The serial number of this car indicates that it was the very first Graham Hollywood produced. From the firewall back, the frame and body are identical to the Cord 810/812 Convertible Coupe. The primary difference being the transmission tunnel and bump for the differential. Besides the original leather interior, there are other differences from the sedan including a chrome plated steering column, Cord Convertible windshield wipers and an accessory heater. Although period advertisements mention a 2-passenger ‘sportster’ with an ‘automatic’ roof, this car’s roof assembly and deck are identical to Cord.
The original paint code for the car was maroon, but it seems the car was painted at least three times prior to 1950: first maroon, then yellow and finally a dark green. The owner believes the car was painted a number of times by the factory for show purposes.
Another point of interest is that the car seems to have been sold as a 1941. The paperwork from the early 1950s lists it as a 1941 although the serial number certainly makes it a 1940. Graham/Hupp historians theorize that either the factory did not finish the car until the 1941 cars were rolling off the assembly line, or it was held and sold with the 1941s.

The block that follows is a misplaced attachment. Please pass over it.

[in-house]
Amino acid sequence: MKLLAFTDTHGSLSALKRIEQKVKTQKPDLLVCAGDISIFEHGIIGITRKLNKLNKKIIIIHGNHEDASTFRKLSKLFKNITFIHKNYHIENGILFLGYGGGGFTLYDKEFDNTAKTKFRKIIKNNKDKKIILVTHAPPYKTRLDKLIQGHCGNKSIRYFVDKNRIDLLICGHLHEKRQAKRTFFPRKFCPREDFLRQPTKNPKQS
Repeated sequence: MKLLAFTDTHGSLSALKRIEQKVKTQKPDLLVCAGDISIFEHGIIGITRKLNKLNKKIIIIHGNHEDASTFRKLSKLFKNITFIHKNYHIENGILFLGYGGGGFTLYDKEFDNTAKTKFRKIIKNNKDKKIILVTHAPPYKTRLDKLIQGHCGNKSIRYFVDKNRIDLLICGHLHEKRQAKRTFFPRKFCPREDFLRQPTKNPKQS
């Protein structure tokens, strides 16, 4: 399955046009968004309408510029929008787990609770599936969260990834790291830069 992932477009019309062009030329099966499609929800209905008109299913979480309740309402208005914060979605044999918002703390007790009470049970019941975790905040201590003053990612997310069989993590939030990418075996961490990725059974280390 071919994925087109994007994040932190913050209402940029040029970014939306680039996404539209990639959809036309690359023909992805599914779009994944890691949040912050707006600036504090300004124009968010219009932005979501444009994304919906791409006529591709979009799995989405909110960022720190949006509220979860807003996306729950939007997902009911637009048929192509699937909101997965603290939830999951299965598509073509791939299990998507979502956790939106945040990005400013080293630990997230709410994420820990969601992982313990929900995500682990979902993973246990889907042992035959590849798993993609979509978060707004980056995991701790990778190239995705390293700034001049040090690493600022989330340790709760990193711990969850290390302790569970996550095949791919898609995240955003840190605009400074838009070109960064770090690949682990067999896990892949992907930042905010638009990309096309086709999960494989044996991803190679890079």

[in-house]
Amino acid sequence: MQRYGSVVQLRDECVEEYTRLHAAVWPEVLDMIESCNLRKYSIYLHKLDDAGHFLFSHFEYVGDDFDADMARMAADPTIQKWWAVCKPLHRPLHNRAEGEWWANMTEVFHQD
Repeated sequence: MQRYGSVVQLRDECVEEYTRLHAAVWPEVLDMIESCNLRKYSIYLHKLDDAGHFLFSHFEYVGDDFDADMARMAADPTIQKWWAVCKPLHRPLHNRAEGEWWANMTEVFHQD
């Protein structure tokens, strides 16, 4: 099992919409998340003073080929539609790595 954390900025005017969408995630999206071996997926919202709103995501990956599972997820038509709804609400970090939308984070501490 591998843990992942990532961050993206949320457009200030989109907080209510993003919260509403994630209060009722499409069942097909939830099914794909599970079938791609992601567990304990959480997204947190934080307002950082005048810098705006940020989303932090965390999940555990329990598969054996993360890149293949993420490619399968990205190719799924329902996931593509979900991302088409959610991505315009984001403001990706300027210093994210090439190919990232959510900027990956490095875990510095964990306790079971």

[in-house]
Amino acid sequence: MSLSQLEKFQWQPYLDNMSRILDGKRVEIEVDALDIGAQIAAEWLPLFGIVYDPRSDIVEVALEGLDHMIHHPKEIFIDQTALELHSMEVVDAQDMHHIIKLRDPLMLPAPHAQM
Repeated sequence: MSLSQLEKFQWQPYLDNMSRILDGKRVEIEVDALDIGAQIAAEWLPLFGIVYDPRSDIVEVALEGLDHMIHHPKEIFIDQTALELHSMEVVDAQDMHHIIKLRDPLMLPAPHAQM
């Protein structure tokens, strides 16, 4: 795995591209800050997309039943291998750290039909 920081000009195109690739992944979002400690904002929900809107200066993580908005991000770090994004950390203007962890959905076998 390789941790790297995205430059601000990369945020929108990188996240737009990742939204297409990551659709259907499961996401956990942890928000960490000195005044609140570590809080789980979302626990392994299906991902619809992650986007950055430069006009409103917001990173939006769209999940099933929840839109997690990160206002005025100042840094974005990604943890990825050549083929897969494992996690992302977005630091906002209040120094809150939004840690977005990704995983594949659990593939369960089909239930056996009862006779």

The earliest history of the car has yet to be discovered. Louis Handler of Handler Auto Parts owned it in 1949. In 1950, Elizabeth M. Keveney of nearby Yarmouth, MA purchased the car and removed the rear deck and placed a small wooden bench seat behind the front seat for children to sit upon. The car was briefly used for beach trips before it was stored in the family’s garage on Willow Street. Now our story has made full circle to its discovery.
Don’t miss the opportunity to see this important, Historical Preservation of Original Features (HPOF) car in the Cord Cousins Class at the Concours d’Elegance of America on Sunday, July 29 at The Inn at St. John’s in Plymouth, MI. The show is open from 10:00 a.m. to 4:00 p.m.